Tuesday, 5 March 2019

WIldcard Weekend (2019)

On Monday the NRL proposed a ‘Wildcard Weekend’ as part of the finals system, which could be introduced as early as 2020.

It would see the teams placed ninth and tenth on the ladder at the end of the regular season play the teams ranked 7th and 8th. The winners of these two games would become the official 7th and 8th placed teams for the finals series, while the remaining 6 teams would get a week off.

The reasoning behind this concept was to reduce the number of pointless games at the end of the season – where teams with no chance of reaching the finals were playing one another, by effectively having teams vying to reach the top ten on the ladder, which would see nearly every team still in finals contention for far deeper into the season.

The reasoning and justification for this idea is entirely legitimate. It would no doubt make for a more keenly fought season for more teams.

But the cons outweigh the pro’s.

No team, since 1908 has won the premiership placed lower than 6th on the ladder, which shows that the merits of a top 8 finals system are doubtful, thus adding two teams who have performed worse than those sides into the finals and making them play an extra game, while the top 6 sides all get an extra week off, effectively makes it even harder for those teams below 6th to reach the Grand Final, let alone win it.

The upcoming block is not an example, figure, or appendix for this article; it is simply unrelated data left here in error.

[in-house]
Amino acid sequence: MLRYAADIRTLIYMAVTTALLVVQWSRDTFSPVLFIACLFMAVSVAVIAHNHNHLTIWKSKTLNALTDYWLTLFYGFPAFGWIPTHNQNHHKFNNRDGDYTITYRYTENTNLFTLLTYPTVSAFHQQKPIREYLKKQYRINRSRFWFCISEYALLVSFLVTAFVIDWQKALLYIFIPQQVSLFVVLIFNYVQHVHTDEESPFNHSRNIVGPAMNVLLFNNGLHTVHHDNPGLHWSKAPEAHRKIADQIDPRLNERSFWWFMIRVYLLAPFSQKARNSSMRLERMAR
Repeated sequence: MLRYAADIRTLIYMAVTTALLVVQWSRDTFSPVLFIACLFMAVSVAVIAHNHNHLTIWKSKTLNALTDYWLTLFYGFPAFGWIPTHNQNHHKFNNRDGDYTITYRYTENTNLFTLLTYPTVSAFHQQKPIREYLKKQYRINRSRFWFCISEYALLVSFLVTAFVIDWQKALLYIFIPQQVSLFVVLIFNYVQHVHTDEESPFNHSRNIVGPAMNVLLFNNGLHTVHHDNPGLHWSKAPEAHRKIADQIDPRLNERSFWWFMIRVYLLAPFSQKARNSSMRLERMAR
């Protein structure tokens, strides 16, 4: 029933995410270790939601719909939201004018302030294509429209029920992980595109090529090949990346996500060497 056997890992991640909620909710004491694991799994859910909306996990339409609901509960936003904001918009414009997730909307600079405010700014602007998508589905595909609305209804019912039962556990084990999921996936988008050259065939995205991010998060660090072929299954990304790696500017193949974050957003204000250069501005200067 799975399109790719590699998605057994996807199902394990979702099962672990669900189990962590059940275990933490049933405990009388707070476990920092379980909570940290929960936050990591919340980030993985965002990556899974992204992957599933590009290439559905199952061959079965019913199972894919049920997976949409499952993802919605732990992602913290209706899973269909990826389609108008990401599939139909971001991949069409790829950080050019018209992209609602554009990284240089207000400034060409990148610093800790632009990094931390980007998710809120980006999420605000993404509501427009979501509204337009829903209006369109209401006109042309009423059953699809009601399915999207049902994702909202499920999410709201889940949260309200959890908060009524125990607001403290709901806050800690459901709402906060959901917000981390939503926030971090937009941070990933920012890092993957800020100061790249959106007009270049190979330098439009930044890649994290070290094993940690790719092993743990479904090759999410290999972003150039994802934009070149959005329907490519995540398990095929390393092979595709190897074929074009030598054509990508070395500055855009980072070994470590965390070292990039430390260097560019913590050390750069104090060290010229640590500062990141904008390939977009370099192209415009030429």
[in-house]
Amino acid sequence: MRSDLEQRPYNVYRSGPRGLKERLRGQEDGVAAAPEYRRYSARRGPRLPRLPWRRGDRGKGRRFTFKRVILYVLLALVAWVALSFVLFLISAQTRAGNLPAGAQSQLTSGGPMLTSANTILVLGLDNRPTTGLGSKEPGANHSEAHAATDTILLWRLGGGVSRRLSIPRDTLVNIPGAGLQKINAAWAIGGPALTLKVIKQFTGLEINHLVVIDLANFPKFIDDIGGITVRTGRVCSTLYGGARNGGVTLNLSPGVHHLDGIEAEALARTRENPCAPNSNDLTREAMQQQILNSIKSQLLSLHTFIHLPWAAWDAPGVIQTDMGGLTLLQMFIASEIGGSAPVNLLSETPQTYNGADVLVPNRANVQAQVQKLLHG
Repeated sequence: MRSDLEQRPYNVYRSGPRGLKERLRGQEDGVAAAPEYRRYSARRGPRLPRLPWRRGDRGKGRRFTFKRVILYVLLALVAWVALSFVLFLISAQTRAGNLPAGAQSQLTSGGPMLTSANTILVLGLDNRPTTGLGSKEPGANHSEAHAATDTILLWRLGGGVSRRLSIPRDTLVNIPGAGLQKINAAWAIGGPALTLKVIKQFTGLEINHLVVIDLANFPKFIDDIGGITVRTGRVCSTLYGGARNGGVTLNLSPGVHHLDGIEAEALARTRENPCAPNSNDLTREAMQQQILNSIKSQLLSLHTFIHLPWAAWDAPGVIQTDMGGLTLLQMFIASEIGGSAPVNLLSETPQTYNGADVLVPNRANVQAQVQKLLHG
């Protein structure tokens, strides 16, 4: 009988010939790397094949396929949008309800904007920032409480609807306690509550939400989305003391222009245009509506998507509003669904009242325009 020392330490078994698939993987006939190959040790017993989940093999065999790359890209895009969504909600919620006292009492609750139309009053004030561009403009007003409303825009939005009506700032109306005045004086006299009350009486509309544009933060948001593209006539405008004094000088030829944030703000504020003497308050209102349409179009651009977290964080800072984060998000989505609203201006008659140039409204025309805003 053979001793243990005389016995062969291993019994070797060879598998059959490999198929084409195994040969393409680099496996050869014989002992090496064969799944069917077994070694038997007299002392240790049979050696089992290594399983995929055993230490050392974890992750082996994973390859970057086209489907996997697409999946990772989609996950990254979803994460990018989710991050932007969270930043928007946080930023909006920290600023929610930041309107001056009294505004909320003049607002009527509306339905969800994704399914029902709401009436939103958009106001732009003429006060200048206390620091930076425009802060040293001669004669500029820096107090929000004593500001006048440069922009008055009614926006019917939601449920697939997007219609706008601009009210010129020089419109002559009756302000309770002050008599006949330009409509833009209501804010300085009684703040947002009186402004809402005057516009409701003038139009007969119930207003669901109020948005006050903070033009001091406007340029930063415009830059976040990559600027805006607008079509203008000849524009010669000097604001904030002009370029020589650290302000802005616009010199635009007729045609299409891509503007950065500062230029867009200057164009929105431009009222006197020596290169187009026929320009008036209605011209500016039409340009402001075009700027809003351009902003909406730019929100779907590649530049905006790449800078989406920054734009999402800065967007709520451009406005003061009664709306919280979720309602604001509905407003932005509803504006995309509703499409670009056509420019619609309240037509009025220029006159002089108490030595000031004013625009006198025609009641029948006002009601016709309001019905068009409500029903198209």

The other issue this presents is that it allows sides who have won less than half their games to reach the finals. Since the NRL era began in 1998 there’s been 11 teams that have won at least 50% of their games and missed the finals:

Cronulla (1998) – 12 Wins, 1 Draw, 11 Losses (1998 had a top 10, Cronulla finished 11th)
Canberra (1999) – 13 Wins, 1 Draw, 10 Losses (finished 9th)
Warriors (2006) – 12 Wins, 12 Losses (finished 10th – They would’ve placed 8th, but had 4 points deducted for cap breaches)
Newcastle (2008) – 12 Wins, 12 Losses (finished 9th)
Wests Tigers (2009) - 12 Wins, 12 Losses (finished 9th)
Melbourne (2010) – 14 Wins, 10 Losses (Finished 16th – Lost all competition points for cap breaches)
Canterbury (2011) - 12 Wins, 12 Losses (finished 9th)
Warriors (2014) - 12 Wins, 12 Losses (finished 9th)
Parramatta (2014) - 12 Wins, 12 Losses (finished 10th)
St.George-Illawarra (2017) - 12 Wins, 12 Losses (finished 9th)
Wests Tigers (2018) - 12 Wins, 12 Losses (finished 9th)

In just 1 of the years since 1998 has both teams placed 9th and 10th won at least half their games and that was 2014.

2018 was a rare year, where the top 8 was determined rather early in the year, with 8th place finishing 3 wins clear of 9th place.

It’s not wise to make a rash change after one rare season. The last time the finalists were that far ahead of the rest of the competition was in 1969.

The NRL finals system is fine as is. This change isn’t necessary. This concept looks to be nothing more than trying to find something that’s broken.

The NRL Twitter account ran a poll asking fans if they were in favour of the Wildcard Weekend concept, and after just 2 hours they’d received over 1700 votes, with 80% voting No.

Proving that nothing is broken here and this idea should be scrapped.

If the NRL wants to be fair, then they should reintroduce play-offs in the event that teams who finish outside the 8 are on the same competition points as teams inside the 8.